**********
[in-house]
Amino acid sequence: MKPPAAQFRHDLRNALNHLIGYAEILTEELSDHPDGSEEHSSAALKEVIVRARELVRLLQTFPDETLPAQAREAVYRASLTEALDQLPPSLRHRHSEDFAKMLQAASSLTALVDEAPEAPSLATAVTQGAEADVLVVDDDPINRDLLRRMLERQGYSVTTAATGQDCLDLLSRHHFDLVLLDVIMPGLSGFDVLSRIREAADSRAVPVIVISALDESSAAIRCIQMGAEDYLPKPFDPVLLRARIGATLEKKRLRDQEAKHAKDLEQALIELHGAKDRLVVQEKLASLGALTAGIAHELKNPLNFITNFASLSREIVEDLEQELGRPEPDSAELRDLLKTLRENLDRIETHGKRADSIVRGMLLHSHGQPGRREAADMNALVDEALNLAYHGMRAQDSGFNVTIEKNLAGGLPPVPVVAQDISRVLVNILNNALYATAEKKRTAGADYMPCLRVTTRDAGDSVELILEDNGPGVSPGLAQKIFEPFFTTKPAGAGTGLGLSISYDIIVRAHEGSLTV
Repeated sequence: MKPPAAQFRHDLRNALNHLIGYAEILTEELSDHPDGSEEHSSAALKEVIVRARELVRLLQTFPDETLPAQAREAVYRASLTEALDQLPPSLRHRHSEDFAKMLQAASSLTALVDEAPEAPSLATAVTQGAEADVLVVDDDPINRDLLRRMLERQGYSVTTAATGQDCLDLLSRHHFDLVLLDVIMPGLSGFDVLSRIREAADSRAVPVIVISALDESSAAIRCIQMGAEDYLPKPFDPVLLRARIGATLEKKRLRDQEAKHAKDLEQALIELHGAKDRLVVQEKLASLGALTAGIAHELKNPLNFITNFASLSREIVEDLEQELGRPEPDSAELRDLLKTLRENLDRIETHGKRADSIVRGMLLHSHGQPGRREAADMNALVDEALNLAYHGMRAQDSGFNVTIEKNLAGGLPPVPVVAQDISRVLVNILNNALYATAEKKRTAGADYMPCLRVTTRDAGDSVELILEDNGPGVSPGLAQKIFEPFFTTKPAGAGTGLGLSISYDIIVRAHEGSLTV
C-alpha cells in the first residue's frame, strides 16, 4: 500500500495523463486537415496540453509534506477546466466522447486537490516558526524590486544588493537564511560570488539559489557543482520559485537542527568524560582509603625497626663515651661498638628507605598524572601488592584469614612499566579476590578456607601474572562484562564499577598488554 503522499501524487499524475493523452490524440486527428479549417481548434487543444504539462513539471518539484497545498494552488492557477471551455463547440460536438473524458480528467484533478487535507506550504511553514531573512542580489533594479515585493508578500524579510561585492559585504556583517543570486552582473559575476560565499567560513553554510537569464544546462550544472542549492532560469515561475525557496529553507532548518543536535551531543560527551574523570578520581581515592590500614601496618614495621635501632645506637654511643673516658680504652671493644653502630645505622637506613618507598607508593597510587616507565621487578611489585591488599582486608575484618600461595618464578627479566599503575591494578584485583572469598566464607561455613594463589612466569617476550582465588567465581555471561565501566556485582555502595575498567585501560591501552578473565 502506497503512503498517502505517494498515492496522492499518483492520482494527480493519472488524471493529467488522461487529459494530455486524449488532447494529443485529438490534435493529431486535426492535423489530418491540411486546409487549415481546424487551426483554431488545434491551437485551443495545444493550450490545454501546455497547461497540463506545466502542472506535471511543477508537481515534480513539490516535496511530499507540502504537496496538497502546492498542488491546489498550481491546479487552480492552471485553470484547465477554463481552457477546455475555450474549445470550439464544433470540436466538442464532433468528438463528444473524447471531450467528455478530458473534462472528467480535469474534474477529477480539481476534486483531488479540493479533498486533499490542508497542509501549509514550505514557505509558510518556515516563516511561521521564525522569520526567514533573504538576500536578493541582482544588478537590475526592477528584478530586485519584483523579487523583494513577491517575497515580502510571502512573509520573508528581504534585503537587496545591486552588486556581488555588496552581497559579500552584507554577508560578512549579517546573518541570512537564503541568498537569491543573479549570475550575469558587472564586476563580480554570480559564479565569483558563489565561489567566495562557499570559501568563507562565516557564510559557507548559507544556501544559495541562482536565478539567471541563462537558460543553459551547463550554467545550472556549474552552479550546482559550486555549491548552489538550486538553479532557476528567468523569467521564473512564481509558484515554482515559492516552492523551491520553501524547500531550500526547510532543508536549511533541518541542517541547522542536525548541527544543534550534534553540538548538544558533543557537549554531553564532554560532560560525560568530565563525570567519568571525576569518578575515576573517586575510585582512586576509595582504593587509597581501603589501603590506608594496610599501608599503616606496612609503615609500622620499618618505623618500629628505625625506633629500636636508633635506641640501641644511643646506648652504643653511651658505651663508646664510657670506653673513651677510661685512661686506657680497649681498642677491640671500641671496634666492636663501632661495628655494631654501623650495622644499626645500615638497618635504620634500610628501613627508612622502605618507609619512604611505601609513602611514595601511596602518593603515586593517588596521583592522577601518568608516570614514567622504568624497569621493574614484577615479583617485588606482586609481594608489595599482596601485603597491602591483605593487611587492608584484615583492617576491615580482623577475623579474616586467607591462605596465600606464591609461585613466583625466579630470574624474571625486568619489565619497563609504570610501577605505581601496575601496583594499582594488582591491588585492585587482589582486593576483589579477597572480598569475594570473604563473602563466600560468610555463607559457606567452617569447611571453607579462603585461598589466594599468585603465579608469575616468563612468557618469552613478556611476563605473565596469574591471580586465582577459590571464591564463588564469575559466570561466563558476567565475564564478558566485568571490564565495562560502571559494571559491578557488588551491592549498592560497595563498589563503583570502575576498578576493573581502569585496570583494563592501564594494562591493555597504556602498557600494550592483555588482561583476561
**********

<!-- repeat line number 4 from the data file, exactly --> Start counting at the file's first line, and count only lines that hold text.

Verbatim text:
C-alpha cells in the first residue's frame, strides 16, 4: 500500500495523463486537415496540453509534506477546466466522447486537490516558526524590486544588493537564511560570488539559489557543482520559485537542527568524560582509603625497626663515651661498638628507605598524572601488592584469614612499566579476590578456607601474572562484562564499577598488554 503522499501524487499524475493523452490524440486527428479549417481548434487543444504539462513539471518539484497545498494552488492557477471551455463547440460536438473524458480528467484533478487535507506550504511553514531573512542580489533594479515585493508578500524579510561585492559585504556583517543570486552582473559575476560565499567560513553554510537569464544546462550544472542549492532560469515561475525557496529553507532548518543536535551531543560527551574523570578520581581515592590500614601496618614495621635501632645506637654511643673516658680504652671493644653502630645505622637506613618507598607508593597510587616507565621487578611489585591488599582486608575484618600461595618464578627479566599503575591494578584485583572469598566464607561455613594463589612466569617476550582465588567465581555471561565501566556485582555502595575498567585501560591501552578473565 502506497503512503498517502505517494498515492496522492499518483492520482494527480493519472488524471493529467488522461487529459494530455486524449488532447494529443485529438490534435493529431486535426492535423489530418491540411486546409487549415481546424487551426483554431488545434491551437485551443495545444493550450490545454501546455497547461497540463506545466502542472506535471511543477508537481515534480513539490516535496511530499507540502504537496496538497502546492498542488491546489498550481491546479487552480492552471485553470484547465477554463481552457477546455475555450474549445470550439464544433470540436466538442464532433468528438463528444473524447471531450467528455478530458473534462472528467480535469474534474477529477480539481476534486483531488479540493479533498486533499490542508497542509501549509514550505514557505509558510518556515516563516511561521521564525522569520526567514533573504538576500536578493541582482544588478537590475526592477528584478530586485519584483523579487523583494513577491517575497515580502510571502512573509520573508528581504534585503537587496545591486552588486556581488555588496552581497559579500552584507554577508560578512549579517546573518541570512537564503541568498537569491543573479549570475550575469558587472564586476563580480554570480559564479565569483558563489565561489567566495562557499570559501568563507562565516557564510559557507548559507544556501544559495541562482536565478539567471541563462537558460543553459551547463550554467545550472556549474552552479550546482559550486555549491548552489538550486538553479532557476528567468523569467521564473512564481509558484515554482515559492516552492523551491520553501524547500531550500526547510532543508536549511533541518541542517541547522542536525548541527544543534550534534553540538548538544558533543557537549554531553564532554560532560560525560568530565563525570567519568571525576569518578575515576573517586575510585582512586576509595582504593587509597581501603589501603590506608594496610599501608599503616606496612609503615609500622620499618618505623618500629628505625625506633629500636636508633635506641640501641644511643646506648652504643653511651658505651663508646664510657670506653673513651677510661685512661686506657680497649681498642677491640671500641671496634666492636663501632661495628655494631654501623650495622644499626645500615638497618635504620634500610628501613627508612622502605618507609619512604611505601609513602611514595601511596602518593603515586593517588596521583592522577601518568608516570614514567622504568624497569621493574614484577615479583617485588606482586609481594608489595599482596601485603597491602591483605593487611587492608584484615583492617576491615580482623577475623579474616586467607591462605596465600606464591609461585613466583625466579630470574624474571625486568619489565619497563609504570610501577605505581601496575601496583594499582594488582591491588585492585587482589582486593576483589579477597572480598569475594570473604563473602563466600560468610555463607559457606567452617569447611571453607579462603585461598589466594599468585603465579608469575616468563612468557618469552613478556611476563605473565596469574591471580586465582577459590571464591564463588564469575559466570561466563558476567565475564564478558566485568571490564565495562560502571559494571559491578557488588551491592549498592560497595563498589563503583570502575576498578576493573581502569585496570583494563592501564594494562591493555597504556602498557600494550592483555588482561583476561